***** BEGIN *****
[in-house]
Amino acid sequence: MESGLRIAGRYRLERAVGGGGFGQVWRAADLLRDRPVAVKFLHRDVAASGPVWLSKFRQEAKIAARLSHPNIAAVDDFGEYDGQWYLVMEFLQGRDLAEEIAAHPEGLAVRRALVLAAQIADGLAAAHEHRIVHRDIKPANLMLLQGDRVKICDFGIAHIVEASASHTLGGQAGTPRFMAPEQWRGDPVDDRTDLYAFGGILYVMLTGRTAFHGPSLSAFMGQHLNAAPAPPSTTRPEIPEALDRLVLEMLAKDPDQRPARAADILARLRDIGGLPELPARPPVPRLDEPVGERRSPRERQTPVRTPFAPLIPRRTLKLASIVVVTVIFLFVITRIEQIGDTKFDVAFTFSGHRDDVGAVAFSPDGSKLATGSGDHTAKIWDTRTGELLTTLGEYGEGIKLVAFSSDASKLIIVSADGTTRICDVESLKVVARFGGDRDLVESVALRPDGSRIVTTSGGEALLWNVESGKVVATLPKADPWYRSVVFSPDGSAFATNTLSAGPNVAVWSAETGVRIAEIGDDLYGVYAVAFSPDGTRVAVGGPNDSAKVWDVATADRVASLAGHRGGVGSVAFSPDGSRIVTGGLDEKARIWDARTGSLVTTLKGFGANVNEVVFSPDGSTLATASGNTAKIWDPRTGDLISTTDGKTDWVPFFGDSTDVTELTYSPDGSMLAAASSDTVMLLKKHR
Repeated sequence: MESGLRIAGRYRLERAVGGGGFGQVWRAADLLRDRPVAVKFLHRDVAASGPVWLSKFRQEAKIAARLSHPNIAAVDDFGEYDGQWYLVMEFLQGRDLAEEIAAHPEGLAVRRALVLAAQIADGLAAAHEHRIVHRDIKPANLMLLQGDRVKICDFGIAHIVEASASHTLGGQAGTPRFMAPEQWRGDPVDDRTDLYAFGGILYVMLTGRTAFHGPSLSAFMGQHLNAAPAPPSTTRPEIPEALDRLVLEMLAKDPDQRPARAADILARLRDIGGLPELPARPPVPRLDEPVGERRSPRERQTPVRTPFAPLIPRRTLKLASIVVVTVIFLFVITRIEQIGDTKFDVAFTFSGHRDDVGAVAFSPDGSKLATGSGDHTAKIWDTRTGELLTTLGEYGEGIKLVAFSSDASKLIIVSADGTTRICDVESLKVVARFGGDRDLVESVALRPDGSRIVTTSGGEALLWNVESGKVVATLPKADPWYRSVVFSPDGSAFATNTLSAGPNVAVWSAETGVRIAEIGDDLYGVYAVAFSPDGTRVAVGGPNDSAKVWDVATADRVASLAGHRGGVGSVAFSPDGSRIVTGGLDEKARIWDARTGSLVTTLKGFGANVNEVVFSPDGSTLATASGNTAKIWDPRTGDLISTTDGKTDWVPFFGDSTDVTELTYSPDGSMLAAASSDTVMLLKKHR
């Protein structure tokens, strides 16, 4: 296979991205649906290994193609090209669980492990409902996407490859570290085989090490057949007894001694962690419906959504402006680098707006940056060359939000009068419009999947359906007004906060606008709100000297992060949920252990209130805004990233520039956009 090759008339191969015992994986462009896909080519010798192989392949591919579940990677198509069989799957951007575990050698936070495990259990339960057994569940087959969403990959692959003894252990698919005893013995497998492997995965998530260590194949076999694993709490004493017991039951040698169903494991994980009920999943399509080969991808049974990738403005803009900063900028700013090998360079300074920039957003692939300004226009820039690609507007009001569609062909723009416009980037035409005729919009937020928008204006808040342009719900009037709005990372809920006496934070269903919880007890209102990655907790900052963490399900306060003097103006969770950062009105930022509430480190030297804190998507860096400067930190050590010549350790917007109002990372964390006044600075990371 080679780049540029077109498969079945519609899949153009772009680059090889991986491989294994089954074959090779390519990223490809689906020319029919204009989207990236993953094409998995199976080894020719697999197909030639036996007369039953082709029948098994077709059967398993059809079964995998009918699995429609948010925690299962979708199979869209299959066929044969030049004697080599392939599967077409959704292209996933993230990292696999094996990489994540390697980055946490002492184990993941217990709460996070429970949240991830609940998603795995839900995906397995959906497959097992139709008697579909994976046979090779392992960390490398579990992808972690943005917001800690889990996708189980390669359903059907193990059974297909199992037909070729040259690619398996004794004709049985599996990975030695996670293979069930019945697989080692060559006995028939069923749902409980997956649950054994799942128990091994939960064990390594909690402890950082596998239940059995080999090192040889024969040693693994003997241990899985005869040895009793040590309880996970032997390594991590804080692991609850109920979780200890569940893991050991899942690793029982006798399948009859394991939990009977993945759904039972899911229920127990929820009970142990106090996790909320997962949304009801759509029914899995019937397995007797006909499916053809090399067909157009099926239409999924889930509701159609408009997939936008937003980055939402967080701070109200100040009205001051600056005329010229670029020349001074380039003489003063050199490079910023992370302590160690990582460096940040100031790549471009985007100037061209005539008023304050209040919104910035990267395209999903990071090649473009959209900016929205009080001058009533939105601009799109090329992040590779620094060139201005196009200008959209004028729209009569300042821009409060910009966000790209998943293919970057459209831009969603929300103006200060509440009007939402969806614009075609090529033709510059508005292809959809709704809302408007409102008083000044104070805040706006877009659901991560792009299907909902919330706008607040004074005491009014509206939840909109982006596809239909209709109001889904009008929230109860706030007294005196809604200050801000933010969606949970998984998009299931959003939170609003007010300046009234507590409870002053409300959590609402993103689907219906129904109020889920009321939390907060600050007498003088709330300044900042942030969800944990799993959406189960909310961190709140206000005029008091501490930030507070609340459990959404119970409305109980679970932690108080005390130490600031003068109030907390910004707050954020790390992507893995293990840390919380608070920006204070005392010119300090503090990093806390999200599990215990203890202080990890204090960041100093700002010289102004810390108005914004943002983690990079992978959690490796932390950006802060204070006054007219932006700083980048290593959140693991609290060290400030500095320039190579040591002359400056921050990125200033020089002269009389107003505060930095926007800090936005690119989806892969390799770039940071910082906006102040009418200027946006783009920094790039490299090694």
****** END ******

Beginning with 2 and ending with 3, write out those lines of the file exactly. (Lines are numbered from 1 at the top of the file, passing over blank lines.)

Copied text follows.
Amino acid sequence: MESGLRIAGRYRLERAVGGGGFGQVWRAADLLRDRPVAVKFLHRDVAASGPVWLSKFRQEAKIAARLSHPNIAAVDDFGEYDGQWYLVMEFLQGRDLAEEIAAHPEGLAVRRALVLAAQIADGLAAAHEHRIVHRDIKPANLMLLQGDRVKICDFGIAHIVEASASHTLGGQAGTPRFMAPEQWRGDPVDDRTDLYAFGGILYVMLTGRTAFHGPSLSAFMGQHLNAAPAPPSTTRPEIPEALDRLVLEMLAKDPDQRPARAADILARLRDIGGLPELPARPPVPRLDEPVGERRSPRERQTPVRTPFAPLIPRRTLKLASIVVVTVIFLFVITRIEQIGDTKFDVAFTFSGHRDDVGAVAFSPDGSKLATGSGDHTAKIWDTRTGELLTTLGEYGEGIKLVAFSSDASKLIIVSADGTTRICDVESLKVVARFGGDRDLVESVALRPDGSRIVTTSGGEALLWNVESGKVVATLPKADPWYRSVVFSPDGSAFATNTLSAGPNVAVWSAETGVRIAEIGDDLYGVYAVAFSPDGTRVAVGGPNDSAKVWDVATADRVASLAGHRGGVGSVAFSPDGSRIVTGGLDEKARIWDARTGSLVTTLKGFGANVNEVVFSPDGSTLATASGNTAKIWDPRTGDLISTTDGKTDWVPFFGDSTDVTELTYSPDGSMLAAASSDTVMLLKKHR
Repeated sequence: MESGLRIAGRYRLERAVGGGGFGQVWRAADLLRDRPVAVKFLHRDVAASGPVWLSKFRQEAKIAARLSHPNIAAVDDFGEYDGQWYLVMEFLQGRDLAEEIAAHPEGLAVRRALVLAAQIADGLAAAHEHRIVHRDIKPANLMLLQGDRVKICDFGIAHIVEASASHTLGGQAGTPRFMAPEQWRGDPVDDRTDLYAFGGILYVMLTGRTAFHGPSLSAFMGQHLNAAPAPPSTTRPEIPEALDRLVLEMLAKDPDQRPARAADILARLRDIGGLPELPARPPVPRLDEPVGERRSPRERQTPVRTPFAPLIPRRTLKLASIVVVTVIFLFVITRIEQIGDTKFDVAFTFSGHRDDVGAVAFSPDGSKLATGSGDHTAKIWDTRTGELLTTLGEYGEGIKLVAFSSDASKLIIVSADGTTRICDVESLKVVARFGGDRDLVESVALRPDGSRIVTTSGGEALLWNVESGKVVATLPKADPWYRSVVFSPDGSAFATNTLSAGPNVAVWSAETGVRIAEIGDDLYGVYAVAFSPDGTRVAVGGPNDSAKVWDVATADRVASLAGHRGGVGSVAFSPDGSRIVTGGLDEKARIWDARTGSLVTTLKGFGANVNEVVFSPDGSTLATASGNTAKIWDPRTGDLISTTDGKTDWVPFFGDSTDVTELTYSPDGSMLAAASSDTVMLLKKHR